Thursday, February 27, 2014

10 Principles of Open Business launches in London

Last night I was delighted to host a gathering of friends, supporters and influencers, most of whom had been involved one way or another in shaping the output of my last seven years of work - a book.

The 10 Principles of Open Business is the result of a great deal of collaboration, of shared thinking, of wise counsel and challenge. But it struck me that while I knew all of the people involved in my journey, few knew each other.

Yes I wanted to celebrate the launch of a book, and yes it was great that we even sold some copies at the event, but the most important thing for me was that those who came got to meet each other and spend some time talking to each other.

I hope everyone gained from it. I'd like to thank the folk at Grey London and colleagues at The Social Partners for providing the venue - and everyone who showed up, naturally.

The pics above are from Stephen Waddington's instagram. I'll try to gather up a few more to add as I come across them or they get shared directly with me.

Thursday, February 06, 2014

High Streets as celebrations of the self

Image via:
I found out my local art gallery is closing down when I strolled in to get a couple of pictures framed.
Just another victim of the recession? Well yes and no. More a victim of a structural change in how we shop.

High Streets are becoming the home to those things which require our presence to benefit. And mostly to benefit means those things which give us some corporeal satisfaction or improvement: restaurants, coffee shops, beauty salons, hairdressers, nail bars and tatoo parlours. Even the estate agents are thinning out.
There are more places in my High Street (and I bet in yours if you live in any small town in the UK) where I could get a massage, than places I could buy groceries.

The supermarkets have supersized and stalk the edges of towns.

What's left in our town centres is a celebration of the self, where we go to make pilgrimages to pampering.
Oh - and what else? Banks and mobile phone shops.

My guess is that unless your business is serving physical need/improvement and you are surviving in the High Street, your business model just hasn't been disrupted hard enough yet. Yes, banks and mobile phone operators... your time will come.

What time is that? Well let's stroll back to that art gallery. The owner told me artists have used the web to disintermediate the middle man - the galleries. Today people wander into his gallery, see an original they like then go look up the artist and find they can buy something very similar for a few pounds cheaper direct.
And since the gallery has its High Street overheads, it can't compete.

So next time you are thinking about your next mobile phone contract - go online and see if you can't find something a bit like it (or a lot better actually, like giffgaff which features in my book) for less money and you'll be hastening the process those inside the large mobile phone retailers are already preparing for - the decline and relatively rapid removal of the High Street mobile phone store.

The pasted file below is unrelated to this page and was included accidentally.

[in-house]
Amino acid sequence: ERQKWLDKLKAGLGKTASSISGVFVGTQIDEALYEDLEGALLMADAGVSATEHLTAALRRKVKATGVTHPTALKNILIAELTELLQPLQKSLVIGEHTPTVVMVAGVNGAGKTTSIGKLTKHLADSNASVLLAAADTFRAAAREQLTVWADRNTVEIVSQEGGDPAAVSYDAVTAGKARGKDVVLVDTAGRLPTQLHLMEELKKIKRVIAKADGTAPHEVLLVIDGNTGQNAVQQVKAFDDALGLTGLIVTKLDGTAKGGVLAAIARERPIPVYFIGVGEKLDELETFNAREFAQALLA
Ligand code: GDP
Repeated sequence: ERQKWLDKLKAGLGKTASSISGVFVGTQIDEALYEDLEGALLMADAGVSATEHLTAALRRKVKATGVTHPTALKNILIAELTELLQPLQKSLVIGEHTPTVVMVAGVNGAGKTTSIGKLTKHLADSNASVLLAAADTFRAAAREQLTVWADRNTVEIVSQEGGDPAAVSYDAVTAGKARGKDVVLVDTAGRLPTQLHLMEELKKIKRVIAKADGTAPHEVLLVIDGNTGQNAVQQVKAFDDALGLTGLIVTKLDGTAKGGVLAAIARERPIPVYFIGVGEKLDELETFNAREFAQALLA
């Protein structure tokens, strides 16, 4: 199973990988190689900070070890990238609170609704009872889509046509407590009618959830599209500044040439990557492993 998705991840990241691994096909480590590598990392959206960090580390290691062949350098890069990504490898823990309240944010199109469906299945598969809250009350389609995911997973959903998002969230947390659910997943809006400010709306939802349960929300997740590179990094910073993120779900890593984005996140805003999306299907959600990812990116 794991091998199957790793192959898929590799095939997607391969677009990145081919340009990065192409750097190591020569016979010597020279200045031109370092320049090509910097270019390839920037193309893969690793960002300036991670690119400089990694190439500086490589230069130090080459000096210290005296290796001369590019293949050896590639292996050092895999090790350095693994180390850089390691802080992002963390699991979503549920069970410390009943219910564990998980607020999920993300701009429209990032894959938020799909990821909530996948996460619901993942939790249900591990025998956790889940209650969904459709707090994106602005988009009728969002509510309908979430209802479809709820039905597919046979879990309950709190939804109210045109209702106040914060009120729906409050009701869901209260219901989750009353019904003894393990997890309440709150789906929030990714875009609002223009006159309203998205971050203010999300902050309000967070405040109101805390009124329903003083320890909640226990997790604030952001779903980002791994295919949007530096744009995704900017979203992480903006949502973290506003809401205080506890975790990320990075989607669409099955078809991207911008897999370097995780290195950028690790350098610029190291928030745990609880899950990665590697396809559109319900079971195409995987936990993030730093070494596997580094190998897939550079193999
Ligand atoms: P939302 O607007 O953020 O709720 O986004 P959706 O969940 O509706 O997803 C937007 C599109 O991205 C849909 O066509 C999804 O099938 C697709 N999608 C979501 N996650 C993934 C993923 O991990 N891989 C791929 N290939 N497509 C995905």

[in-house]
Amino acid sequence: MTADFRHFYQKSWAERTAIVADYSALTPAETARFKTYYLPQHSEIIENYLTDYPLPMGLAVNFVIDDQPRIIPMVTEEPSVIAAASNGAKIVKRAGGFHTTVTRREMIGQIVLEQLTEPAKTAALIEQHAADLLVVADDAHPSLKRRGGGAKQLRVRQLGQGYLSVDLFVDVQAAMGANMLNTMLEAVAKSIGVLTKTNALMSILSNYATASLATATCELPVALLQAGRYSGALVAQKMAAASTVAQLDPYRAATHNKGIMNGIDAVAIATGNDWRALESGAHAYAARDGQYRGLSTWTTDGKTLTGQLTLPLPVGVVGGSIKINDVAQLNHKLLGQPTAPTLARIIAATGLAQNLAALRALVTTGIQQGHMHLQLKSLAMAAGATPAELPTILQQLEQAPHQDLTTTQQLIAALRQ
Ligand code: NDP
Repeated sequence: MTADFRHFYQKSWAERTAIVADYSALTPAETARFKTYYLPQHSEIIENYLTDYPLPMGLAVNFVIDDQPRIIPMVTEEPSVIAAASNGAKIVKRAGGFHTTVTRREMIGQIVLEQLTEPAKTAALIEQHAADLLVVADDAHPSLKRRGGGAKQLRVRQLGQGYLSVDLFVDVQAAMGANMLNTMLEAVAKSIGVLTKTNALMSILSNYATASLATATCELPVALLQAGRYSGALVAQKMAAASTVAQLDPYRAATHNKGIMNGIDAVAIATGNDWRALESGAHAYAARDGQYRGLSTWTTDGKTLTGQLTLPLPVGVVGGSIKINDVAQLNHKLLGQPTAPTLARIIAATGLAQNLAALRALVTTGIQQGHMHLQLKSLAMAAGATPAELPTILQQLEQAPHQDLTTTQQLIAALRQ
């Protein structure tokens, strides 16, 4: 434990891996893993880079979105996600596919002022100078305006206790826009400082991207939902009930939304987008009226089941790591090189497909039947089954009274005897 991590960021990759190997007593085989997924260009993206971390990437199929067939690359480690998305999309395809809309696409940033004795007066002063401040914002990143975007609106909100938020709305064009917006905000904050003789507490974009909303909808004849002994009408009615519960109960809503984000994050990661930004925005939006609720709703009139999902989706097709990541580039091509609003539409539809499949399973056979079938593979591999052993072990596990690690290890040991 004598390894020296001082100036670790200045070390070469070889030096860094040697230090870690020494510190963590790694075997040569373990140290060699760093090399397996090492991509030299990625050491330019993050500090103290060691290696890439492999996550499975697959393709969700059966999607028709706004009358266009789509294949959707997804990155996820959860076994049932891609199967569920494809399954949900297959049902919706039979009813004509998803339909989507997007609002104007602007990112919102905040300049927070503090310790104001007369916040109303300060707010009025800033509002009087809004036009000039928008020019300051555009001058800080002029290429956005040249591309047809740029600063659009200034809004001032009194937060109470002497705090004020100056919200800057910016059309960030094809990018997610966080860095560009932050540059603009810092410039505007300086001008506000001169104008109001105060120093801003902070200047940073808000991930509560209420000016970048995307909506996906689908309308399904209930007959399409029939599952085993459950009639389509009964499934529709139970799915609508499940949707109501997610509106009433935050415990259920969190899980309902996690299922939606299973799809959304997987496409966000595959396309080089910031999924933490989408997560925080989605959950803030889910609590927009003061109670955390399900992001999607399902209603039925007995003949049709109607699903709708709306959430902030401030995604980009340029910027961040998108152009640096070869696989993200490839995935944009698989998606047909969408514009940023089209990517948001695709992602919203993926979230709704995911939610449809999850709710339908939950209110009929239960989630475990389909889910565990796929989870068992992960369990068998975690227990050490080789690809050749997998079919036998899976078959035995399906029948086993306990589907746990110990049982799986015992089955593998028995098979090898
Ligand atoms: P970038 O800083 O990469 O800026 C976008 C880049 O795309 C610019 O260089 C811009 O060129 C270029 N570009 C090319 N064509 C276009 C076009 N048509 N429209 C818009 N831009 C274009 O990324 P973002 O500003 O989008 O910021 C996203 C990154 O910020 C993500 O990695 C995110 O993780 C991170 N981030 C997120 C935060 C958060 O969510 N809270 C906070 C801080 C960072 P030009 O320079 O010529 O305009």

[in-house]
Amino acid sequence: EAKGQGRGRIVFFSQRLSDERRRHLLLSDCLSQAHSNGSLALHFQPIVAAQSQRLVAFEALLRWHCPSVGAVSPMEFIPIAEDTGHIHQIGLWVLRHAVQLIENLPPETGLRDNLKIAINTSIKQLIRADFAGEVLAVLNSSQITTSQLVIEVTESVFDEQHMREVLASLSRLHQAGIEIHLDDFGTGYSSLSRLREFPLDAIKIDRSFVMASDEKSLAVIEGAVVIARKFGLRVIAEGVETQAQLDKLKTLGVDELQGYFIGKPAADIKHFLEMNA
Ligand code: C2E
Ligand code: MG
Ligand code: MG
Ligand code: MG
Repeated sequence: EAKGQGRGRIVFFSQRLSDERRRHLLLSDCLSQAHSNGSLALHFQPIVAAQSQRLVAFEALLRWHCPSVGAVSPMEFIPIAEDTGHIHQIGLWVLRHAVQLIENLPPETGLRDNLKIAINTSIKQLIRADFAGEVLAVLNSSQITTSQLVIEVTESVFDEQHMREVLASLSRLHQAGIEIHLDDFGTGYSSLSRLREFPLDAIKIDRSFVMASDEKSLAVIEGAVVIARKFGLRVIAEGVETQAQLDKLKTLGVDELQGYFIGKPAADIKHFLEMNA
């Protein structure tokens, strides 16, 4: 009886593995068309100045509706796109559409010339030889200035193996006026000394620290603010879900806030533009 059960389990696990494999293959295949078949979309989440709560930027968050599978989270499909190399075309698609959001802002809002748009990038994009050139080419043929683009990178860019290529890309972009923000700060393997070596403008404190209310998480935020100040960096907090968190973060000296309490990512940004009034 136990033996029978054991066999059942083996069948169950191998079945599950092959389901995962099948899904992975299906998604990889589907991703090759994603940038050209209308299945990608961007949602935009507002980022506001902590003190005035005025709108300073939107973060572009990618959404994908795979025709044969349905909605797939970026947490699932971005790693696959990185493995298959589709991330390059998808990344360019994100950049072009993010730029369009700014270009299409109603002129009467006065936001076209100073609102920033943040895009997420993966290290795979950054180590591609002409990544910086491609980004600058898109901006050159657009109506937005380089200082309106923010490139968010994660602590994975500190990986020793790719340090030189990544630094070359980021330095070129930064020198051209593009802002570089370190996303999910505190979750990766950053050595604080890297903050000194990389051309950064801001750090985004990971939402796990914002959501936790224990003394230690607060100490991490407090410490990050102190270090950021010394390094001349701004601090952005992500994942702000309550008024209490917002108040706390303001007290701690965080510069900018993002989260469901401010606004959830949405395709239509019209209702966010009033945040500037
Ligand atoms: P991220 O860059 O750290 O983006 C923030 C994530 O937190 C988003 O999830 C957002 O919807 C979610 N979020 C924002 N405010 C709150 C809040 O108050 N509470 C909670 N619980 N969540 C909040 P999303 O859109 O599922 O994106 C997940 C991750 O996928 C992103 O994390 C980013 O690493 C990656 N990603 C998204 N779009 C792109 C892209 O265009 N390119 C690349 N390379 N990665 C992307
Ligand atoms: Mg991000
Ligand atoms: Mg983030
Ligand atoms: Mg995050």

Now, what's next for banking I wonder?

Saturday, February 01, 2014

Kindle version of The 10 Principles of Open Business arrives - and you can try before you buy

The Kindle version of my book went live today - and with it comes the opportunity to 'try before you buy' with Amazon's Look Inside feature.
The sampling allows you to read the first two and bit intro chapters, which I hope will be enough to hook you!
The good news for Kindle fans is that the book is considerably cheaper in e-form than in print.
Amazon's pricing model never ceases to surprise me - it seems to have little to do with the authors or the publishers. In the pre-order phase pricing varied from around £15 to around £18.
After one day on sale (Jan 28), which appeared to go quite well, the price for the print version has gone up to £19.99 - zero discount.
So if you are looking for a bargain and can forgo the new book smell and feel... the Kindle version is £13.73 - more than a third off.
That is, it appears, subject to change. I'll be watching closely.
Choose from either option here.
In the meantime a big thank you to those of you who have already bought one - I'm really looking forward to your thoughts and the space remains for the first review on Amazon.

The rate of change is so rapid it's difficult for one person to keep up to speed. Let's pool our thoughts, share our reactions and, who knows, even reach some shared conclusions worth arriving at?